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how do I Write a Math Practice Program in C++?

08/24/2011 08:59 by justsharon

First answer posted by ArvindK at 08/24/2011 08:59
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9 Answers
  • ArvindK
    1. Load up your complier or a source editor
    2. Create a new source file
    3. Apply the code that goes on top. This is:
      • #include <iostream>
      • int main()
      • using namespace std;{                                                                                                                           
    4. Declare Variables. This is so that the compiler knows what type [integer, string, etc.] that the variables will be:
      • int result;
      • int solution;
      • int score;                          
    5. Create some problems to use. These can be any problems, but C++ is a very operator rich language so make sure to use parenthesis if you want a certain order of operations.
    6. Write your intro statement. This should say something about how the program works, and how to play. An example:
      • std::cout << "This is math game" << std::endl;
      • std::cout << "To play, input your answer and press enter" << std::endl;
    7. Design how your problem system is going to work. This should use if and else statements to tell the user if they are wrong. Your code should look something like this (note: you need to define all the variables used in this example beforehand):
      • std::cout << "10 + 15 ";
      • std::cin >> result;
      • std::cin.ignore();
      • solution = 10 + 15;
      •  if ( result == solution ) {
      •    std::cout << "Correct! ";
      •    score = score + 1;
      •    std::cout << "Your current score is " << score <<"\n";
      •  } else {
      •    std::cout << "You're wrong\n";
      •  }
    8. Design a scoring system This is how score will be kept. The one in the example works by declaring score as an integer, then adding one to the score if the problem is correct. At the end, the scoring system should count up scores and tell the player if they failed or won. The code should look something like
      • std::cout << "Your total score: " << score <<"\n";
      •  if ( score < 4 ) {
      •       std::cout << "You failed!";
      •  } else if ( score == 5 ) {
      •       std::cout << "All correct! Nice job :-)";
      •  } else {
      •       std::cout << "Good job!";
      •  }
    9. Make the program wait for user to hit enter before it closes This is a very simple procedure:
      • std::cin.get();
      • std::cin.get();           
    10. Debug and compile the program. Name it something like "math_game.cpp"
    11. Run the program. You should be able to play through it without any problems, assuming the code was compiled correctly.
  • Was this answer helpful? 00 · 08/24/2011 08:59
  • JPhillippy
  • How to write a C++ program that outputs the multiplication table? can anyone help this:

    include <iostream>

    using namespace std;

    int table;

     

    int main()

    {

    cout << "Multiplication Table: ";

    cin >> table;

    cout << setw(8) << n;

    for (int i=1; i <= 100; ++i)

    cout << left << setw(9) << i;

    for (int i=1; i <= 10; ++i)

    {

    cout << setw(7);

    for (int j=1; j <= 10; ++i)

    cout << setw(9) << i*j;

    cout << endl;

    }

    return(0);

    }

  • Was this answer helpful? 10 · 12/23/2011 08:43
  • AlbertAzose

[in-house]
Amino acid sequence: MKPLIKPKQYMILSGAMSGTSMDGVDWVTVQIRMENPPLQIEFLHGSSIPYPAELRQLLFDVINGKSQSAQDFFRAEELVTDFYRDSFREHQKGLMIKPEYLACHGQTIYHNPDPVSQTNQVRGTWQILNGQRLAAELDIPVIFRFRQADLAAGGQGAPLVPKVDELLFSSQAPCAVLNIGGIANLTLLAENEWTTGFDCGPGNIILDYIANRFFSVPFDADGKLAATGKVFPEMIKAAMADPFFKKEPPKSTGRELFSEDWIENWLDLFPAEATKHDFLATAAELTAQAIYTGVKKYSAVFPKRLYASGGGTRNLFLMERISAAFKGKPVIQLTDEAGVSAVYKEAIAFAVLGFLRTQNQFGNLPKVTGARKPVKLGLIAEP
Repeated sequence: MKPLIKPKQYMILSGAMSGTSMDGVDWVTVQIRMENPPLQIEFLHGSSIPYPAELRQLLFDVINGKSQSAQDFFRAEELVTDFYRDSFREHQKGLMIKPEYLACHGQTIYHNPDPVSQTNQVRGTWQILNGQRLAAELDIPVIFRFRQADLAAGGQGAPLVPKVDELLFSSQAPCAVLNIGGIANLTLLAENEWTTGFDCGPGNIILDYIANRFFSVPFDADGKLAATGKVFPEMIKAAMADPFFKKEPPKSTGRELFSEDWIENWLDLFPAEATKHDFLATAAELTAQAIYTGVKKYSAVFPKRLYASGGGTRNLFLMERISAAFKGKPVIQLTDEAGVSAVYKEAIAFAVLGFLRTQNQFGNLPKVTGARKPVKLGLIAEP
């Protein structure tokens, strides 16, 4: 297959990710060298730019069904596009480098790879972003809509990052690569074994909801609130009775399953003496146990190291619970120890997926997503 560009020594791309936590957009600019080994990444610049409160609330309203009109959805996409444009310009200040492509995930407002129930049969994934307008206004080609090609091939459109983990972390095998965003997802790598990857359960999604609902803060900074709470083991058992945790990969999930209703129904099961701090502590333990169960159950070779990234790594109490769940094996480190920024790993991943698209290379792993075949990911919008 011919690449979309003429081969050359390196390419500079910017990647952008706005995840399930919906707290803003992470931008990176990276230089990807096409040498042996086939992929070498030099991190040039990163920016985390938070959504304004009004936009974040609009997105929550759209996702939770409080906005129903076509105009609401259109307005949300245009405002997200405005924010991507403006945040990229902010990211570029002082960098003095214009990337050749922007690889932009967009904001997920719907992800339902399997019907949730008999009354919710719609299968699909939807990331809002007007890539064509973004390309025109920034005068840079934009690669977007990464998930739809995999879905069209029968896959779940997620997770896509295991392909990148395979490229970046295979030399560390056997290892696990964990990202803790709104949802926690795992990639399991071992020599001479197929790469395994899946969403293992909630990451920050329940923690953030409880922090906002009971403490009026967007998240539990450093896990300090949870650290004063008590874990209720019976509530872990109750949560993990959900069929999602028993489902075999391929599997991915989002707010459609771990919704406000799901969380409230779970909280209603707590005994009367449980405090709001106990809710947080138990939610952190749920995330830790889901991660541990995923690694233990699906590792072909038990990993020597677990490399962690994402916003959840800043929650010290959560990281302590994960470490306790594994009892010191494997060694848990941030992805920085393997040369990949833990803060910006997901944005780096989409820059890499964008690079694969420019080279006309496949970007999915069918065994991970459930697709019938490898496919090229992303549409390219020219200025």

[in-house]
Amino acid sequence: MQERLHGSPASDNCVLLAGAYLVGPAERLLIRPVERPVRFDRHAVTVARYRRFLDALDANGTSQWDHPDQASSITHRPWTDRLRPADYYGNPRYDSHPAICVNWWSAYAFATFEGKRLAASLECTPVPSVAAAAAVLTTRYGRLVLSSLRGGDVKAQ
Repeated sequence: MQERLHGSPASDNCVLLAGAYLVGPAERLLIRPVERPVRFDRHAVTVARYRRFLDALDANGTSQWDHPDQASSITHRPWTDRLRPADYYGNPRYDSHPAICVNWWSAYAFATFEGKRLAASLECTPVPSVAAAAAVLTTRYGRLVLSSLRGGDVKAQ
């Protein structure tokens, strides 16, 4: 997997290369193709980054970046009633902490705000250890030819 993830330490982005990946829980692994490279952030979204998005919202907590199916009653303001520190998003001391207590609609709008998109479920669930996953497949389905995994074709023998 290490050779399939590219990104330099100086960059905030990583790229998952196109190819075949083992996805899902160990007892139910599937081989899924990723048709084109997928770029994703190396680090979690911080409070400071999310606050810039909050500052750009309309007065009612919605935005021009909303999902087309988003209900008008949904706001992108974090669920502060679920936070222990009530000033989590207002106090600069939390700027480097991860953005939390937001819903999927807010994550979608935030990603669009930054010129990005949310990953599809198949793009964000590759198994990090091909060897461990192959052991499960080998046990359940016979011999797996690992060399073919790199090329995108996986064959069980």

• Here is some code commented. If you want the table to go past 8 and still look as it does, you may need to remove the tab spaces, as the console window will not display this correctly otherwise. But i just wrote this to give you an idea, you should be able to edit it without problems. Also, it is bad programming practice to have global variables.

    #include <iostream.h>
    using namespace std;

    int main()
    {
    cout<<"Multiplication Table: \n\n";
    int x, y;
    for(x = 0; x <= 8; x++) cout<<"\t"<<"["<<x<<"]";//this just enters 0-8 like so [8] on the top row
    cout<<"\n";
    for(x = 0; x <= 8; x++) {//loop through 0 - 8
    cout<<"["<<x<<"]"<<"\t";//same as above, only vertical number this time.
    for(y = 0; y <= 8; y++) {//go through 0 - 8 again.
    cout<<x * y<<"\t";//display the multiplication, will go 0(x) * 0(y), 0(x) * 1(y). etc.
    }
    cout<<"\n";
    }
    return 0;
    }
  • Was this answer helpful? 10 · 12/23/2011 08:44
  • KeithCorbin
  • Thanks very much. I hope more programmer share their experiences here.
  • Was this answer helpful? 00 · 12/23/2011 08:46
  • DanielSimon
  • Yeah. it's good to share. writing programs is funny for someone while boring for others. practices, sharing and discussing make programmers access a higher level.
  • Was this answer helpful? 00 · 12/23/2011 08:49
  • Anonymous user
  • s=1/2+2/3+3/4+...

  • Was this answer helpful? 00 · 04/14/2012 04:45
  • Anonymous user
  • s=1/2+2/3+3/4+...

  • Was this answer helpful? 00 · 04/14/2012 04:46
  • Anonymous user
  • what is this statement     " using namespace std;"?
  • Was this answer helpful? 00 · 03/23/2013 13:44
  • Anonymous user
  • How do you code this???????

    You will create a math game to help people hone their math skills. When the game is executed, it will ask the user if they want to practice their addition, subtraction, multiplication or division skills. Once a skill is selected, the user is asked for a range of numbers they wish to practice. As an example, I can input a "-" to practice subtraction. I then can input the numbers 10 and 20 to practice subtraction using numbers between 10 and 20 inclusive of 10 and 20.

    All numbers must be positive integers. All subtraction problems must result in positive answers and all division problems must result in answers with a zero remainder.

  • Was this answer helpful? 00 · 05/05/2017 16:29
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